An introductory course that provides learners with a basic foundation of human biology applicable to human service and health and human services providers. The course explores basic human biology and its relationship to selected socio-cultural domains that are grounded in Bronfenbrenner’s Ecological Model of Human Development.

SOC 320 Public Policy & Social Services

3 Credits

An examination of public policies and the social services they mandate. The major focus is on American government policy at all levels and the detailed content of social services. Some consideration of other nations and international agencies is offered. Policies and services pertaining to a variety of areas including urban life, poverty, health care, substance abuse, children, the aged, unemployment, and mental health are studied.

SOC 333 Research Methods

3 Credits

This course examines quantitative, qualitative, mixed methods and associated data interpretation within the context of research, policy and practice within the social sciences. This course also examines the relationship between research, policy and/or theory. Students will examine types of data, measurement scales, hypotheses, sampling, probability, and varied research designs for research in the social sciences and related disciplines.

SOC 401 Engaging in Sociology

3 Credits

The course embraces the concept of ‘Engaging Sociology’ - a need for students to understand how to engage social/theoretical concepts into their daily lives in varied social environments, as well as through their employment. The course covers varied aspects of applied Sociology and social/theoretical concepts as a citizen in communities on a local, national, and global scale, as well as through employment as a Sociologist or in a related field. Prerequisites: SOC 101, SOC 301 and SOC 333 or ANT 351, ANT 353 and ANT 340.

SOC 402 Contemporary Social Problems & the Workplace

3 Credits

This course presents an analysis of major contemporary social problems, especially in the United States. Attention is given to the problems of poverty, racism, sexism, drug and alcohol abuse, and illiteracy, and their impact on the contemporary workplace. Consideration is given to diverse sociological perspectives regarding the causes, consequences, and solutions to these problems.

SOC 490 Social Science Capstone

3 Credits

This course requires students to reflect upon and synthesize the major insights gained in their study of the Social Sciences. A substantive paper is developed which requires students to critically analyze their experiences and knowledge in order to build leaders in the interdisciplinary field of Social Science. Prerequisite: Successful completion of the General Education Capstone course

SOC 5110 Sociological Theory

3 Credits

This course provides a systematic review of foundational and advanced sociological concepts, especially those in relation to classical and contemporary sociological theories and their reflection of individuals, social groups, social problems and social movements in society. Students will gain knowledge of the development of social theories through research and the integration of varied theoretical perspectives on society; as well as be able to critically synthesize these social theories within the varied contexts of the field of public sociology.

SOC 5510 Sociology of Health and Medicine

3 Credits

Through this course, students will develop an understanding of social factors that influence health, wellness, and health care delivery systems. Course topics include social and demographic influences on health, social roles in prevention and illness, medical care institutions and their systems and structures, and the intersection between social policy and health.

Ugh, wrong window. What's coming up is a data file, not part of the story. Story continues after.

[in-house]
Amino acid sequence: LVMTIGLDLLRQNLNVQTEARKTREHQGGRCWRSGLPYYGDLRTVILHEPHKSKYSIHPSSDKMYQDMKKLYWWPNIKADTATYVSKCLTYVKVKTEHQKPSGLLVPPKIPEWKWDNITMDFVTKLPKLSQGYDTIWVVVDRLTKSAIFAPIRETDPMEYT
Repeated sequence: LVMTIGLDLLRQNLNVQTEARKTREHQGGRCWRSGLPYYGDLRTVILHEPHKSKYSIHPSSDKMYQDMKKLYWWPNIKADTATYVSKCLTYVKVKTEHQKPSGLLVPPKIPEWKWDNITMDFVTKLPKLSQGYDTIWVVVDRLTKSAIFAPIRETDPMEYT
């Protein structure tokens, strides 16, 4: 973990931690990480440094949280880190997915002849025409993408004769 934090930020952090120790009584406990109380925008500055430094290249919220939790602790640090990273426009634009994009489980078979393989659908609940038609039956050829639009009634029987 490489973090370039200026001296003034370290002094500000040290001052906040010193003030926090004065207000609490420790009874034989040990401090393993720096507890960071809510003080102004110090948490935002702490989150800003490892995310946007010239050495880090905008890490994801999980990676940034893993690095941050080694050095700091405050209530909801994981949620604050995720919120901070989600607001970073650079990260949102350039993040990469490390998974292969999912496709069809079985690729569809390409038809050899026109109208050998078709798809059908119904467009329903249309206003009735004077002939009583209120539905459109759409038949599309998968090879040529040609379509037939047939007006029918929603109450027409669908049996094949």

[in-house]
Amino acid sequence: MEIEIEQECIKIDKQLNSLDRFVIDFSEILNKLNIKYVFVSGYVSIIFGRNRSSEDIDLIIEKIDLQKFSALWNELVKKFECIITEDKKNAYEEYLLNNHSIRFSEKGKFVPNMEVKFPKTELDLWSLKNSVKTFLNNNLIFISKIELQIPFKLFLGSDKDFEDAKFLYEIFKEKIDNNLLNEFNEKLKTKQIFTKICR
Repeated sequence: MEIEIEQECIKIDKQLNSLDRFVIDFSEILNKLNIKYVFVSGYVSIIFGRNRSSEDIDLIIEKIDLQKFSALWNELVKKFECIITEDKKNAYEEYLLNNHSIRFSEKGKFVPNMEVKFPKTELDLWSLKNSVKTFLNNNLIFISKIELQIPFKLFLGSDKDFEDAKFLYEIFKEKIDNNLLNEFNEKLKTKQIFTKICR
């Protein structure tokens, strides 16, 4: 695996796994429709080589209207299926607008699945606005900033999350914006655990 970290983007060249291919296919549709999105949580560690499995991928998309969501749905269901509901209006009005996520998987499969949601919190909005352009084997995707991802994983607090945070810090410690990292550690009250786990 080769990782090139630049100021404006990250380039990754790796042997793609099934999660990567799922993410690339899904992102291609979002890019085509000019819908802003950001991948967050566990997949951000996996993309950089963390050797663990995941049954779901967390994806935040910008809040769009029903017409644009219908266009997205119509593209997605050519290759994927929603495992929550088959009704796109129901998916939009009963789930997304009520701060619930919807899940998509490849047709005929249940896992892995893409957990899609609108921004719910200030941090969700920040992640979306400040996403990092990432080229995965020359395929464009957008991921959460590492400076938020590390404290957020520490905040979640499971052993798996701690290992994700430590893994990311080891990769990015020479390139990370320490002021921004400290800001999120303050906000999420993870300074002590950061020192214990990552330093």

SOC 5610 Structure & Function of Nonprofit & Government Organizations

3 Credits

In this course, the nonprofit organization, the governmental organization, and their structure and function are examined. Students will become familiar with different types of nonprofit and governmental organizations and their interrelated and often interdependent functions. Students will learn about the complexity of the public and nonprofit sectors functioning as a dynamic system of interrelated yet separate organizations that are governed by social and fiscal policy and regulation.

SOC 5620 Sociology of Work in Contemporary Society

3 Credits

This course explores theories and concepts of work in contemporary society within and external to formal employment, and the intersection of work, gender, and family. Students will understand a broad range of experiences of work, drawing upon research on how temporal, socio-economic, gender and family roles, culture, and other factors shape work experiences. Students will also consider implications for policy and practice.

SOC 5630 Community Organizations & Analysis

3 Credits

This course explores the structure, function, and culture of community organizations, and the ways in which social scientists can use qualitative and quantitative data to inform decision-making, identify and address needs, and evaluate processes and outcomes. Students will read and analyze a variety of case studies and approaches that address these issues.

SOC 6910 Public Sociology Capstone

3 Credits

This capstone course addresses the application of sociological theory and research methods to social problems or policy concerns in organizations or communities. Students can either choose from a selection of case studies provided or identify a local organization with an applied or medical social problem or policy issue and develop a proposed solution that applies their learning through an integrative project plan that combines theory, research, and practice. Prerequisite: completion of all required coursework.